I would suggest hearing "On the Nature of Things", which is on audible first, Greenblatt does describable the text but more as a sample of what pleasures you might enjoy rather as a summary.
This book is rather about the effort in the 15th and 16th century to rediscovery the great works of Greek and Rome by the humanists. It is interesting and a reminder of why we should keep printing books and teaching our children to write with a pen and not just with a keyboard.
Mr. Ballerini voice is very well suited to this book and while I can not comment on his ability with the Itailon and Latin to the untrained ear it was very enjoyable.
Anybody who is interested in the history of ideas should read this book.
His reading is dignified and his Italian pronumciation is impeccable.
It filled me with admiration for Greenblatt's research, and I was amazed by the progression of history from Greece to Rome to Christianity that I never learned in school. This is an important take on European history.
It's an interesting history of the discovery of a Roman poem and it's discoverer. As most history works do it tours setting, Renaissance Europe, but that tour is barely adequate. The main narrative is I suspect as strong as the evidence allows and is as I said interesting and worth reading. However the thesis of the author that this roman poem played an important role in 'making the world modern' is thinly supported at best.
Overall an average book, good for someone already predisposed to liking historical works, not likely to appeal to general reader and definitely not worthy of the awards it has recieved.
The narrator neither adds not detracts from the text, and with a nonfiction book, that is usually all the narrator can do,
It reveals the life of ancient books and the people that keep them alive through eons and avatars.
The main character of the book is Lucretius' manuscript itself. Though much guessed and revealed indirectly through the lives and actions of people that came in contact with it, The Nature of Things has a colossal spiritual force that changed the world once, then survived centuries of systematic attempts to eliminate it completely from history and from the world, then came to life again and changed the history of humankind forever.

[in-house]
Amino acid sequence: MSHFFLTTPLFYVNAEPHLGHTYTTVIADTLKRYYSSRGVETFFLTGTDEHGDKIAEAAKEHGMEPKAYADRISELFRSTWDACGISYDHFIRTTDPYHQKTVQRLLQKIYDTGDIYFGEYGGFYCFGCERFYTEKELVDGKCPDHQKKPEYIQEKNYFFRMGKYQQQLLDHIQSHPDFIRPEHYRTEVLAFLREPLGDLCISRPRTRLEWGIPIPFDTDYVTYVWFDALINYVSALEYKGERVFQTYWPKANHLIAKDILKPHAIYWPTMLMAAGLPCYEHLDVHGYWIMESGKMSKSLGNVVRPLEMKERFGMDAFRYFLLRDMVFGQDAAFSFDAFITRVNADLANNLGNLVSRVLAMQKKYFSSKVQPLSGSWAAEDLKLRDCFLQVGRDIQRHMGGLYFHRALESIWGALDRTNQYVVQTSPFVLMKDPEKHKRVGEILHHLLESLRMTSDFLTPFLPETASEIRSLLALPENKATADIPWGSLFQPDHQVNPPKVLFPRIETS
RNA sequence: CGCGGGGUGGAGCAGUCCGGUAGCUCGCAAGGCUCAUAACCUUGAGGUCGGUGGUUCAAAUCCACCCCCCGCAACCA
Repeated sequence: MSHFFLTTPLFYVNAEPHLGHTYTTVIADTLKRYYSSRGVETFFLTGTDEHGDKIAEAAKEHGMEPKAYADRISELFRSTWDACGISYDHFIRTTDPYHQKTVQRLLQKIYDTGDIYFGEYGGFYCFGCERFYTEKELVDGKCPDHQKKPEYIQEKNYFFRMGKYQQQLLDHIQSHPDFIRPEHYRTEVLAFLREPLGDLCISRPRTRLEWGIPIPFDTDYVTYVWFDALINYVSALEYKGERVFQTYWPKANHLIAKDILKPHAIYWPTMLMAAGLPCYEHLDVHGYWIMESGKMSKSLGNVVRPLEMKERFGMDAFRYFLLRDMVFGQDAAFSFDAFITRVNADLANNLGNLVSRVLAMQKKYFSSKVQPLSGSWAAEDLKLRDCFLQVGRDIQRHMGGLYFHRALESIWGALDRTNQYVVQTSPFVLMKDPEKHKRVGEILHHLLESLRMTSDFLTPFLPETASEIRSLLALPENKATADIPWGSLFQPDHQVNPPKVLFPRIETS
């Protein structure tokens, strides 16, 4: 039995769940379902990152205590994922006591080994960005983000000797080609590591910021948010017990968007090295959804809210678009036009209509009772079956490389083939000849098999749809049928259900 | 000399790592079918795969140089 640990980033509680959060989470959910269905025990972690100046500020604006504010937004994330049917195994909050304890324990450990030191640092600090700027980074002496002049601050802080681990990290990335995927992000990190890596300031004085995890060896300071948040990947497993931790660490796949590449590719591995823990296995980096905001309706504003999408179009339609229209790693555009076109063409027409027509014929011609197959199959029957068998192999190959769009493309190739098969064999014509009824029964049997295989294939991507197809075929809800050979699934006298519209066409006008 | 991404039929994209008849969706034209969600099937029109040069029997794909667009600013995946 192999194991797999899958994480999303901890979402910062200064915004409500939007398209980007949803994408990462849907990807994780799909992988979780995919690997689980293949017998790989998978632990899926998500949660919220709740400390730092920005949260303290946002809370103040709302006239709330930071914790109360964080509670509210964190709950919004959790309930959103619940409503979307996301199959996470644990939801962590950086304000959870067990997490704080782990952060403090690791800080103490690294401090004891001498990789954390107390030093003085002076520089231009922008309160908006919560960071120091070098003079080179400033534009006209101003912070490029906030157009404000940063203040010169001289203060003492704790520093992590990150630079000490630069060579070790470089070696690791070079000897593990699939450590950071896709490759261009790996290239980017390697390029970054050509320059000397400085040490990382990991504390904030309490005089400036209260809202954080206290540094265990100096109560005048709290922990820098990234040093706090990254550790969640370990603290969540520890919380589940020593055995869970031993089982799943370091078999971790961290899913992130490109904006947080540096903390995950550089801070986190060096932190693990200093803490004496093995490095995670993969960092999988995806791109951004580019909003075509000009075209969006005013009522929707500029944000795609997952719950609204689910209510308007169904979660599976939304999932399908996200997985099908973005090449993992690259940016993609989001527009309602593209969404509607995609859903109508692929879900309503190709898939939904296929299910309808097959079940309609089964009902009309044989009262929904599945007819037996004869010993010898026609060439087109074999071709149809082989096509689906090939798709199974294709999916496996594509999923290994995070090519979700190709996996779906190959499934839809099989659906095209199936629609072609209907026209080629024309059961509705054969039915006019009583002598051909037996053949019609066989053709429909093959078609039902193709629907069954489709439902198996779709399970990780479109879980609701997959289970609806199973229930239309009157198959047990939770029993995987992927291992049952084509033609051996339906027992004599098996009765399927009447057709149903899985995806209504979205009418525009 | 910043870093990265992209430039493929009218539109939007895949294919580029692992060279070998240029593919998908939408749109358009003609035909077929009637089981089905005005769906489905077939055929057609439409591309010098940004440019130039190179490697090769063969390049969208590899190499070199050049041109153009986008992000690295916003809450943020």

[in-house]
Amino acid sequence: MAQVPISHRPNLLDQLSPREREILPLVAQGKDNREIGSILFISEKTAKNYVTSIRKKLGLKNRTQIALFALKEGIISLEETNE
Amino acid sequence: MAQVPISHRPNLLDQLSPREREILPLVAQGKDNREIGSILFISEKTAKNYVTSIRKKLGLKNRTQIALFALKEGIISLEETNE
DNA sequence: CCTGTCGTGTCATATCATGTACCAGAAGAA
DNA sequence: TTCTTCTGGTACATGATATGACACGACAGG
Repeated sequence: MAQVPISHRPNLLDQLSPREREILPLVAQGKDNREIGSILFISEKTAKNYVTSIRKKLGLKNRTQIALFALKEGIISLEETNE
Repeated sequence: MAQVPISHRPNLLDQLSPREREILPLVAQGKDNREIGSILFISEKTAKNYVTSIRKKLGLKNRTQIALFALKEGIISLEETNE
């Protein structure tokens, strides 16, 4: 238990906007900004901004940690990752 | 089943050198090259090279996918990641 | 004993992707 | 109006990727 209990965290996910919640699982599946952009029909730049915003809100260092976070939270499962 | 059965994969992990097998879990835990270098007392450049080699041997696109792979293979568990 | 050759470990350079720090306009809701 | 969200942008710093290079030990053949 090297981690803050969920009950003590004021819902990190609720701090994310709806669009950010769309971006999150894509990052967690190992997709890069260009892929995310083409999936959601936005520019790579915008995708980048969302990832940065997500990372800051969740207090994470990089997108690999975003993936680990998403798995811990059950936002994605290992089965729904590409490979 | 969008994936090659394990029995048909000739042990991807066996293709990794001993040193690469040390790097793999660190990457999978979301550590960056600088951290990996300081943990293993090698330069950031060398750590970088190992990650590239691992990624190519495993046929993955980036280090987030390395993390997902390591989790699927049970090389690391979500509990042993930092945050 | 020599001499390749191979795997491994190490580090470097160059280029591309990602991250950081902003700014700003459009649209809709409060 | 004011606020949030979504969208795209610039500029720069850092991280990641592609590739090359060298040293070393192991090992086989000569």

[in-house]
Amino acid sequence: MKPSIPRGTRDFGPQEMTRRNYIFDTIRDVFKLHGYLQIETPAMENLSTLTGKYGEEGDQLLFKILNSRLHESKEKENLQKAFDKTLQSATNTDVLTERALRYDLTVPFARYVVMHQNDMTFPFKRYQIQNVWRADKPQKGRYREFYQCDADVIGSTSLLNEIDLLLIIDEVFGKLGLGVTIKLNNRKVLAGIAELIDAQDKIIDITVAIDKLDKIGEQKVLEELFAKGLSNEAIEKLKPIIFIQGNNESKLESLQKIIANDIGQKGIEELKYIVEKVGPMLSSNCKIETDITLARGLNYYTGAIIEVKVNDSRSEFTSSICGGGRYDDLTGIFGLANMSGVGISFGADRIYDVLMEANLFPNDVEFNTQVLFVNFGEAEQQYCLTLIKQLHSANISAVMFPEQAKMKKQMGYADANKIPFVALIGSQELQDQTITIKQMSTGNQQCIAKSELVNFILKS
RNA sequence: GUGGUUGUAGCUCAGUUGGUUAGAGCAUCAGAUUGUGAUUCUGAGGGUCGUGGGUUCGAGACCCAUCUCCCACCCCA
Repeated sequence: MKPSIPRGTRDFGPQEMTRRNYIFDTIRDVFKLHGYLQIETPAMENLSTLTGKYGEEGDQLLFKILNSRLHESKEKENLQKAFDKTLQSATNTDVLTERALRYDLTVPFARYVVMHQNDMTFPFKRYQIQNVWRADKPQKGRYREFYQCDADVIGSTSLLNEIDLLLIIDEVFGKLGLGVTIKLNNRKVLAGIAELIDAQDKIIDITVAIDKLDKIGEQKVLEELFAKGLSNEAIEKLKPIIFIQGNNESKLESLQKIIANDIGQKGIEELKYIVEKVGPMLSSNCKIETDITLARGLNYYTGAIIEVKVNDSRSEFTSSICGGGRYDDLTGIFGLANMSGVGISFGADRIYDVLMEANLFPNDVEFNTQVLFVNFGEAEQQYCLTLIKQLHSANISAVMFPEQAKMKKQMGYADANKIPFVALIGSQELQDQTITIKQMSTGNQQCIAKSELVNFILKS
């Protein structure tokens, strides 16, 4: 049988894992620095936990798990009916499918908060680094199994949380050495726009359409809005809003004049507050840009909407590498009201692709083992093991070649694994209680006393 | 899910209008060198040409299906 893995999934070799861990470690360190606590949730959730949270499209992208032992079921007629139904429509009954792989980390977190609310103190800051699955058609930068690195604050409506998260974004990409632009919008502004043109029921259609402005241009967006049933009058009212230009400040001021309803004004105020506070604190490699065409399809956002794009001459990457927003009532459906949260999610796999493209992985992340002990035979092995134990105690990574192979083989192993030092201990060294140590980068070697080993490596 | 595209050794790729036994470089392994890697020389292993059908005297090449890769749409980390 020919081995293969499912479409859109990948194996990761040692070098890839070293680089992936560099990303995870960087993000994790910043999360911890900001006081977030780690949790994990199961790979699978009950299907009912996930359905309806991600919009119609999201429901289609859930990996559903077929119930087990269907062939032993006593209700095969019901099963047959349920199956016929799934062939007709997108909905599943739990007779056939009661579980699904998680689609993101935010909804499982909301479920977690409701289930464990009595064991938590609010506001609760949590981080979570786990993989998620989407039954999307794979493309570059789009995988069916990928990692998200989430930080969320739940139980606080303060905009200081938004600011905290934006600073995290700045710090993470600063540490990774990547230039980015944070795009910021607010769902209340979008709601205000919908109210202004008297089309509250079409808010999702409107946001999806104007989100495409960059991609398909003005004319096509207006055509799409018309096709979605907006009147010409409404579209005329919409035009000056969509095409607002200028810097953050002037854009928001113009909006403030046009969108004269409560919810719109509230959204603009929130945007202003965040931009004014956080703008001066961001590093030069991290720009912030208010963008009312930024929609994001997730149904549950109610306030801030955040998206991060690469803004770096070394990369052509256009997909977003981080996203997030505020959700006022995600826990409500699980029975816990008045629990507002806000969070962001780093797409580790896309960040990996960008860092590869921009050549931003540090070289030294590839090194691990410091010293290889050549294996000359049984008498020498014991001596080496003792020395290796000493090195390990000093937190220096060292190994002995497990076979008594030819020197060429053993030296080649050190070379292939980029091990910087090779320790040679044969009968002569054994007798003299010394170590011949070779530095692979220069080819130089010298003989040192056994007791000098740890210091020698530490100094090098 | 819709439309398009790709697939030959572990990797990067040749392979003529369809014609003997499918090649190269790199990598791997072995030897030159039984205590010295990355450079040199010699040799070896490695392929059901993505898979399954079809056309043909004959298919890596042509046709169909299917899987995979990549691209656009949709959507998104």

It's very clear, well paced, and only rarely lets transpire the limited understanding of what he is reading.
The part about the villa in Herculaneum.
What a great way to learn history! This book captivates like a novel but provides the most interesting perspective on philosophy and science thousands of years old. Who knew that the "atom" was a concept promoted by Epicurus hundreds of years before the birth of Christ? Or that Thomas Jefferson incorporated another concept, "pursuit of happiness" promoted by Lucretius in his epic poem, The Nature of Things. This book was fascinating from beginning to end.
Edoardo Ballerini is THE BEST narrator that Audible has reading books. I found The Swerve by searching books that Edoardo narrated.
I have not read the book.
Very interesting view of history that I was unaware of.
Voice is somewhat slow but I listen at double speed. I think I used triple speed for this one!
I enjoyed the thorough treatment of the history.
I did not expect the book to cover what it did. The history was well written and highlights how much of human history is the product of chance and the dedicated works of single individuals at the right place and the right time. This is well worth the listen.
Overall great message and story, if you are looking for a science non fiction book you might want to look elsewhere, but Swerve puts together a more literary based version of how we evolved as a race and goes into the drawbacks of religion in the progress of man etc.
Really interesting historical perspective, would recommend to friends.